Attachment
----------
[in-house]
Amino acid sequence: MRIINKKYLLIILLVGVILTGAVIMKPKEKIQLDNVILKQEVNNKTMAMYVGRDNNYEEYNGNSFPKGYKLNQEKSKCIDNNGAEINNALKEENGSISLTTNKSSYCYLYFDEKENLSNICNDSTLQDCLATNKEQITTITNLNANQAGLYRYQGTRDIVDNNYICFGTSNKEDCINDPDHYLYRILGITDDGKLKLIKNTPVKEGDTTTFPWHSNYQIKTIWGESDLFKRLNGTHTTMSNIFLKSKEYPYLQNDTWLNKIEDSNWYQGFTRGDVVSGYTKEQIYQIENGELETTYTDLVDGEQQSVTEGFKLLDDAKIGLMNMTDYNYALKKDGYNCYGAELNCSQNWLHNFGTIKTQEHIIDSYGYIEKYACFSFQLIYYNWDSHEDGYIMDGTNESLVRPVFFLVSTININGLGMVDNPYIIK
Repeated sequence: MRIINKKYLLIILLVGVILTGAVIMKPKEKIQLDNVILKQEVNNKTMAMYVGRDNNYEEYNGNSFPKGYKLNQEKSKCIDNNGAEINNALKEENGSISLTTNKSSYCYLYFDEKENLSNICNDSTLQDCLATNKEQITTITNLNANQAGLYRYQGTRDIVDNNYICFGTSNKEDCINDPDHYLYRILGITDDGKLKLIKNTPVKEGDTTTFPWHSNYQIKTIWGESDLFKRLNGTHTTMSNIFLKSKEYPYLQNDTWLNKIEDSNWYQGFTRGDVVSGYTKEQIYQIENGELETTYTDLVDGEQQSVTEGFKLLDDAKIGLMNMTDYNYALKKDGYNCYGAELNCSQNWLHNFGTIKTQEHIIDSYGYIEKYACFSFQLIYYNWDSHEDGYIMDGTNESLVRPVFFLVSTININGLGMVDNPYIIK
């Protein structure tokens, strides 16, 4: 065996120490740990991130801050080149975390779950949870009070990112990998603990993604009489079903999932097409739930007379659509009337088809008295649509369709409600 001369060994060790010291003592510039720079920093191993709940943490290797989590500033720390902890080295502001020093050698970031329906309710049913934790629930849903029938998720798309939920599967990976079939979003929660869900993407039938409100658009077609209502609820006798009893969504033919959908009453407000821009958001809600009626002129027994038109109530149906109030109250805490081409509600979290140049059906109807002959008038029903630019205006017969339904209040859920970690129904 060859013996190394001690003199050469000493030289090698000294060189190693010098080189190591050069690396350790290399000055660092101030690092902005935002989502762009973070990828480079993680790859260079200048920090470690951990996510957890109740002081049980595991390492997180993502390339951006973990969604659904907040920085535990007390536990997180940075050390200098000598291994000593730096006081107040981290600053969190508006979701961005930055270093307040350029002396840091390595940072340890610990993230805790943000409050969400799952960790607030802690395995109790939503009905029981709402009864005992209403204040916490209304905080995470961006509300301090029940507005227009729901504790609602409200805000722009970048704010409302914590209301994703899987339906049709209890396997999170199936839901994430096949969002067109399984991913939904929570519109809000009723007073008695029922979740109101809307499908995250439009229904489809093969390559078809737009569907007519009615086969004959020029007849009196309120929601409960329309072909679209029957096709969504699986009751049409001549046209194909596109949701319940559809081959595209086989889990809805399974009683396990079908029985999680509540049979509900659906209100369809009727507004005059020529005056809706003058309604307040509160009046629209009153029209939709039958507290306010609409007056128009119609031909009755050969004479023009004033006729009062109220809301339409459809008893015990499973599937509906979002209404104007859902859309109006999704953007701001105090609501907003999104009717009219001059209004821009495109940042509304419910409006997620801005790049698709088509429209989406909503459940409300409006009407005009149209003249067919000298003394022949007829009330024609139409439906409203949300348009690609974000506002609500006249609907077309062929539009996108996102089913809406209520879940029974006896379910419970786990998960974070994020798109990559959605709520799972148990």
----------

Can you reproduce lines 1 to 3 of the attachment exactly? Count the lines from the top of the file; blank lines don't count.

[in-house]
Amino acid sequence: MRIINKKYLLIILLVGVILTGAVIMKPKEKIQLDNVILKQEVNNKTMAMYVGRDNNYEEYNGNSFPKGYKLNQEKSKCIDNNGAEINNALKEENGSISLTTNKSSYCYLYFDEKENLSNICNDSTLQDCLATNKEQITTITNLNANQAGLYRYQGTRDIVDNNYICFGTSNKEDCINDPDHYLYRILGITDDGKLKLIKNTPVKEGDTTTFPWHSNYQIKTIWGESDLFKRLNGTHTTMSNIFLKSKEYPYLQNDTWLNKIEDSNWYQGFTRGDVVSGYTKEQIYQIENGELETTYTDLVDGEQQSVTEGFKLLDDAKIGLMNMTDYNYALKKDGYNCYGAELNCSQNWLHNFGTIKTQEHIIDSYGYIEKYACFSFQLIYYNWDSHEDGYIMDGTNESLVRPVFFLVSTININGLGMVDNPYIIK
Repeated sequence: MRIINKKYLLIILLVGVILTGAVIMKPKEKIQLDNVILKQEVNNKTMAMYVGRDNNYEEYNGNSFPKGYKLNQEKSKCIDNNGAEINNALKEENGSISLTTNKSSYCYLYFDEKENLSNICNDSTLQDCLATNKEQITTITNLNANQAGLYRYQGTRDIVDNNYICFGTSNKEDCINDPDHYLYRILGITDDGKLKLIKNTPVKEGDTTTFPWHSNYQIKTIWGESDLFKRLNGTHTTMSNIFLKSKEYPYLQNDTWLNKIEDSNWYQGFTRGDVVSGYTKEQIYQIENGELETTYTDLVDGEQQSVTEGFKLLDDAKIGLMNMTDYNYALKKDGYNCYGAELNCSQNWLHNFGTIKTQEHIIDSYGYIEKYACFSFQLIYYNWDSHEDGYIMDGTNESLVRPVFFLVSTININGLGMVDNPYIIK